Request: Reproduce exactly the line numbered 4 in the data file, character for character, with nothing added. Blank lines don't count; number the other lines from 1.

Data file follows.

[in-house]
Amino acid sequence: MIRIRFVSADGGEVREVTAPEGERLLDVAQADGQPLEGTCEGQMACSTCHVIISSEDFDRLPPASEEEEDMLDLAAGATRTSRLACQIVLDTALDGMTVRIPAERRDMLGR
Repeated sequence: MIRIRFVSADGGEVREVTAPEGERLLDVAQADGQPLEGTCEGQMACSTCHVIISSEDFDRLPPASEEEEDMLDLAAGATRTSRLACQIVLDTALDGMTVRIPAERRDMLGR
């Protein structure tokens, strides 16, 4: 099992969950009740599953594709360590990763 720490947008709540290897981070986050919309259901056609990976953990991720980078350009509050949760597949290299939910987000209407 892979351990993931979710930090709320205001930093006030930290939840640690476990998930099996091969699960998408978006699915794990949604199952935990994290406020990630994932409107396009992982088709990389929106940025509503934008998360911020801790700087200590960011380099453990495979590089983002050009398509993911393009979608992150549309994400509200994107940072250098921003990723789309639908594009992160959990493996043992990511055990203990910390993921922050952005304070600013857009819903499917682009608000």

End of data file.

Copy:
């Protein structure tokens, strides 16, 4: 099992969950009740599953594709360590990763 720490947008709540290897981070986050919309259901056609990976953990991720980078350009509050949760597949290299939910987000209407 892979351990993931979710930090709320205001930093006030930290939840640690476990998930099996091969699960998408978006699915794990949604199952935990994290406020990630994932409107396009992982088709990389929106940025509503934008998360911020801790700087200590960011380099453990495979590089983002050009398509993911393009979608992150549309994400509200994107940072250098921003990723789309639908594009992160959990493996043992990511055990203990910390993921922050952005304070600013857009819903499917682009608000």